Example: Evaluation showed that people were making decisions in ‘silos’ or not everyone understood what was happening. You can immediately implement Monday meetings where everyone takes a few minutes to share their ‘homework’ – aka their current project and progress. This keeps the team on the same page and up to date on where each team member is at in the process.
Note: Your team might feel a little beat up, especially if they’re a younger group. Focusing on these action items will help your team look at it objectively vs taking the criticism personally.
Q: Darrel, how have you seen change since evaluating your big Sundays?
A: We slow down. We renegotiate the parameters of what we need every Sunday. Allows us to provide quality work vs “flash & trash” videos to fill time.
Q: How do you help a leader say, “Here’s our first step for Sunday?”
A: How do you view your work? Artwork is for the fridge. Design work is to solve a problem. If you can identify the problem, say engagement, you can choose which medium best addresses it.
Q: How do you evaluate Sunday to Sunday?
A: We’ll still run through the 2 main questions in each Monday meeting, but a little more micro and faster turnaround. Bigger Sundays will include the NPS survey to the team. We also have weekly team meetings on Monday and Thursday before the big service. Those help us catch mistakes ahead of time.
Q: What project management tool do you use?
Q: Any advice for smaller church staff when you wear a lot of hats?
A: Ask your volunteers to offer feedback. They are your internal team too. As well as your pastors. Give them permission to say “the baby is ugly.”
Q: What if my pastor thinks everything is great but the team doesn’t love it?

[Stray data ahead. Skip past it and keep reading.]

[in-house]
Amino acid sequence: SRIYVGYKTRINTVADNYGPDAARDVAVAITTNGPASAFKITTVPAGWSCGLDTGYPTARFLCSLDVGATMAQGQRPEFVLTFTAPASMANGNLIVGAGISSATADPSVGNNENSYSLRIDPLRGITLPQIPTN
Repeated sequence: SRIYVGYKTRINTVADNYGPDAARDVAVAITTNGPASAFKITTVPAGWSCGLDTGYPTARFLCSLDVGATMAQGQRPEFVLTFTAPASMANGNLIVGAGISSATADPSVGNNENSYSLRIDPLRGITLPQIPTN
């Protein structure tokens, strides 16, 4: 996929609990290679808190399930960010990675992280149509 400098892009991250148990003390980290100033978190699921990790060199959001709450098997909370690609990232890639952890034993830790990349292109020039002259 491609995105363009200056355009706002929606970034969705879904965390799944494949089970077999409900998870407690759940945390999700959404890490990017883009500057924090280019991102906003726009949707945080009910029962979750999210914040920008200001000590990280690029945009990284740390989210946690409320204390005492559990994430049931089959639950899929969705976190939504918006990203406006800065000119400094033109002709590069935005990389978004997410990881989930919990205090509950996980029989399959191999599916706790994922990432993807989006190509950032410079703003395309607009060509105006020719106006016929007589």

A: Imagine every day you’re given a PB&J to eat. Then, one day, someone gives you a steak for lunch. Oftentimes, creatives know they can serve up steak, but ministries are happy with PB&J, because they don’t understand how good steak is. You have to lower output quantity to get to the quality level you need.
Q: How do you get team members to stop falling back on excuses?
A: Communicate that you care, but there are consequences. “Hold their feet to the fire.” Darrel builds in checkpoints for each team member as well as clear consequences if they don’t meet them.
Q: What if a team member doesn’t want to evaluate.
A: Set up expectations from the beginning. Spend time coaching and pouring into them so they also know their value isn’t just their work. Remember that you’re married to the church brand, but everything else is only a dating relationship.
Q: Bob Iger said to the Disney board in his last meeting: “Let’s not let our brand become a data-based company.” What do you say to that when the church needs both?
A: Metrics are great for the initial measurement of what works. Use them, read them, but don’t base everything on them. They can’t tell you if you have a good story. Metrics will often lead to you showing your audience the same thing.